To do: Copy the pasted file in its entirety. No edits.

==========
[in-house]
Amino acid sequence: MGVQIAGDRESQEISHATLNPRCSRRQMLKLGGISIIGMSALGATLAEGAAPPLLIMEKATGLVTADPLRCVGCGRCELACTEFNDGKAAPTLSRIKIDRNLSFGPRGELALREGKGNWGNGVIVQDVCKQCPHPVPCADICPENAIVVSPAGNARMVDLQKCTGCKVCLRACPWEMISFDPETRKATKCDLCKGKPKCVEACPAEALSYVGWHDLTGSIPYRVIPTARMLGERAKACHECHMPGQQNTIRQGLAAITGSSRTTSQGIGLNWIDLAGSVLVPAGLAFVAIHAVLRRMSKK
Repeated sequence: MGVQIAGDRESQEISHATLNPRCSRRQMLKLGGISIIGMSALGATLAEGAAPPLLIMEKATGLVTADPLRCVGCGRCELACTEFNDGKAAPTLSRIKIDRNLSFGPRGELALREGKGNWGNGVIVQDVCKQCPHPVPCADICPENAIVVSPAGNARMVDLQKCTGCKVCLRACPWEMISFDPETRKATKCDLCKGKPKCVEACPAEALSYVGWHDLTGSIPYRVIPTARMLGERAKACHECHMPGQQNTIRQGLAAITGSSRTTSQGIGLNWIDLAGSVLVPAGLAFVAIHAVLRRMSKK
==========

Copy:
[in-house]
Amino acid sequence: MGVQIAGDRESQEISHATLNPRCSRRQMLKLGGISIIGMSALGATLAEGAAPPLLIMEKATGLVTADPLRCVGCGRCELACTEFNDGKAAPTLSRIKIDRNLSFGPRGELALREGKGNWGNGVIVQDVCKQCPHPVPCADICPENAIVVSPAGNARMVDLQKCTGCKVCLRACPWEMISFDPETRKATKCDLCKGKPKCVEACPAEALSYVGWHDLTGSIPYRVIPTARMLGERAKACHECHMPGQQNTIRQGLAAITGSSRTTSQGIGLNWIDLAGSVLVPAGLAFVAIHAVLRRMSKK
Repeated sequence: MGVQIAGDRESQEISHATLNPRCSRRQMLKLGGISIIGMSALGATLAEGAAPPLLIMEKATGLVTADPLRCVGCGRCELACTEFNDGKAAPTLSRIKIDRNLSFGPRGELALREGKGNWGNGVIVQDVCKQCPHPVPCADICPENAIVVSPAGNARMVDLQKCTGCKVCLRACPWEMISFDPETRKATKCDLCKGKPKCVEACPAEALSYVGWHDLTGSIPYRVIPTARMLGERAKACHECHMPGQQNTIRQGLAAITGSSRTTSQGIGLNWIDLAGSVLVPAGLAFVAIHAVLRRMSKK